get a D Roller from inkjetart.com or shadesofpaper.com.  works very well. I use mine daily. eleanor
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Digi-T
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« Reply #2 on: April 06, 2006, 06:36:08 PM »
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get a D Roller from inkjetart.com or shadesofpaper.com.  works very well. I use mine daily. eleanor
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Thanks for the link. It looks like a great system but I guess it should be at that price.    Maybe I will try to amke my own version of that roller, since I can't afford that kind of money just yet.

T
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Tim Gray
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« Reply #3 on: April 06, 2006, 06:36:54 PM »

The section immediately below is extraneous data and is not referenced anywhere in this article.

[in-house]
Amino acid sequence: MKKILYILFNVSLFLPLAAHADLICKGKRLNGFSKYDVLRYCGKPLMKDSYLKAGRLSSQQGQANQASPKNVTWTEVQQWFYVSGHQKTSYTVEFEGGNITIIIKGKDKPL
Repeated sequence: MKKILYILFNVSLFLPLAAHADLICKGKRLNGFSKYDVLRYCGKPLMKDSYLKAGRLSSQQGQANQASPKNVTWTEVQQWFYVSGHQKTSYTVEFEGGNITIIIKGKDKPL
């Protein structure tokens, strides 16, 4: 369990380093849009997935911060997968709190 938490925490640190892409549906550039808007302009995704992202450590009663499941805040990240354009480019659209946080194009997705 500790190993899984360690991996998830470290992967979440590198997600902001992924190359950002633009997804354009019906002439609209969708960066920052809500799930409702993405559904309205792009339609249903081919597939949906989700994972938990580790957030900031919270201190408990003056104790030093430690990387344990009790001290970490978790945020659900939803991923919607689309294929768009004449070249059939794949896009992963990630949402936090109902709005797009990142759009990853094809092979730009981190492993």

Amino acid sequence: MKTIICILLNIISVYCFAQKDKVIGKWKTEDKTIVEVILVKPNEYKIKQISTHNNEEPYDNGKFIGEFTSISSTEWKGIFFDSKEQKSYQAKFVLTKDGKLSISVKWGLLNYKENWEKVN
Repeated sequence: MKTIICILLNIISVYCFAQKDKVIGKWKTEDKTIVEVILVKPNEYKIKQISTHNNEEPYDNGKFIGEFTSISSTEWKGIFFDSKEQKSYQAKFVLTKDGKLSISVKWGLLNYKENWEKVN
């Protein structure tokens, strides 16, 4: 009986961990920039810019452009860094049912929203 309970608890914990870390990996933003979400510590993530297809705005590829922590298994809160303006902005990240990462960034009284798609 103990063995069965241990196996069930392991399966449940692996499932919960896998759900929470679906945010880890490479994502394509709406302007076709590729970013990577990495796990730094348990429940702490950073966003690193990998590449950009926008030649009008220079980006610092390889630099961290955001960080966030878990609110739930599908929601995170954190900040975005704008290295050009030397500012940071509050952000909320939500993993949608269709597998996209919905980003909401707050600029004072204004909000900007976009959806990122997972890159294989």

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I've made my own and it works fine...
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kbolin
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« Reply #4 on: April 06, 2006, 07:46:23 PM »
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Great tip and I too will be making my own... why not if you can save $260 and put that torwards some other piece of photography gear.  
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mdijb
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« Reply #5 on: April 07, 2006, 03:56:34 PM »
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Great tip and I too will be making my own... why not if you can save $260 and put that torwards some other piece of photography gear.   
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I also made my own easily using a 3" mailing tube and insert the print between two sheets of acid free paper and it works well.

MDIJB